FERC eases price cap in PJM amid unprecedented gas price spikes
The Federal Energy Regulatory Commission granted PJM Interconnection’s request to waive the cap through March 31 in response to “unprecedented spikes in fuel costs caused by recurring extreme cold weather events.” PJM had initially told market participants it would ask for a waiver through March 1.
FERC is also allowing PJM, the power grid operator for 13 Eastern states, to compensate generators to cover the difference between the cost of producing power and the energy market clearing price. “We find that the waiver is necessary to address the reliability concerns posed by the sustained extreme weather currently being experienced in the PJM Region and maintain confidence in market operations,” FERC wrote.
PJM’s rules require that generators that commit to supply power must bid their plant’s output into the regional electricity market. Prices are generally expected to reflect generators’ costs, with the lowest bids winning the right to supply the required power each hour.
Last week, gas prices soared and pushed the cost of producing electricity beyond the $1,000-per-MWh limit on bids that PJM created to protect consumers. The record-high gas prices were clustered along the Interstate 95 corridor into New York City. PJM said in its filing to FERC that gas prices at two key city gates averaged more than $120 per million British thermal units and included prices up to $140 per MMBtu, which the grid operator said were “unprecedented” for the region.
Those high gas prices translated into extremely high costs of operation for simple-cycle combustion turbine generators that paid about $1,200 per MWh to produce the electricity. PJM said it saw signs that 5,000 megawatts of energy market offers in the day-ahead market were above the cap, with bids at a price of $999 per MWh.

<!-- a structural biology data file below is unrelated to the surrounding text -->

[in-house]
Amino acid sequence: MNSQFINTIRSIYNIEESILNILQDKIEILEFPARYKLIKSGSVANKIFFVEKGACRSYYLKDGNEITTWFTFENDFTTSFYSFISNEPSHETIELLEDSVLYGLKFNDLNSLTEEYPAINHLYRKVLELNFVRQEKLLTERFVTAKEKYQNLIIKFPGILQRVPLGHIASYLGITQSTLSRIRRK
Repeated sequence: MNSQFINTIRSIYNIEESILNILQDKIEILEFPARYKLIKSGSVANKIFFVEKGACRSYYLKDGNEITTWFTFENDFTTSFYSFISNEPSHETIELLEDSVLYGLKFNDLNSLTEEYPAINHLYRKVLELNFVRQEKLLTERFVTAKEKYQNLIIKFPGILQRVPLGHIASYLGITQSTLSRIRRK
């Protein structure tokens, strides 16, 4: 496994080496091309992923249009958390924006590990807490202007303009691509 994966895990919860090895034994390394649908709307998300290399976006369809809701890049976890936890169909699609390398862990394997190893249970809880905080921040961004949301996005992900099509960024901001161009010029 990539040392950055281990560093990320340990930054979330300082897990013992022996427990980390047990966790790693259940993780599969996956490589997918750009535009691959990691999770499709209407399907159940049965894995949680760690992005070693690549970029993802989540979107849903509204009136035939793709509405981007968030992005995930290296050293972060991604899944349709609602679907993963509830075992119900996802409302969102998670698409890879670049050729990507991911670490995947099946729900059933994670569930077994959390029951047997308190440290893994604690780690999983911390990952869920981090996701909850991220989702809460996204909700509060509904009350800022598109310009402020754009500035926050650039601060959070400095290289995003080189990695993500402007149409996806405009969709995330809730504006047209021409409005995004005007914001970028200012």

The situation, PJM said, could result in generators not being available when they’re needed most.
Grid operators in New York have asked for a similar easing of their price cap by Jan. 31, and comments on that proposal are due by Jan. 29, according to FERC.
New York, New England and other mid-Atlantic states have been increasingly scrutinized as grids there become more dependent on natural gas. The region is at the end of major interstate natural gas pipelines, which makes it vulnerable to price spikes when gas supplies are strained. New England also receives gas supplies from Canada and a Boston-area liquefied natural gas terminal.
The recent price spikes have also highlighted ongoing concern with the way gas is secured among different market participants.
Between 80 and 90 percent of the gas-fired power plants in PJM reserve gas supplies in advance through “non-firm” contracts, according to the North American Electric Reliability Corp.’s winter supply assessment.
Utilities that provide heating for homes and businesses, on the other hand, purchase “firm” contracts because they cannot afford to run short. And when temperatures drop, customers with “firm” capacity have priority access to gas supplies. New England gas-fired generators, on the tail end of major interstate pipelines, are most threatened if heating customers draw down available gas supplies.
PJM Vice President Craig Glazer has said that the issue was one of price, not gas supplies, and that it remains unclear why prices ros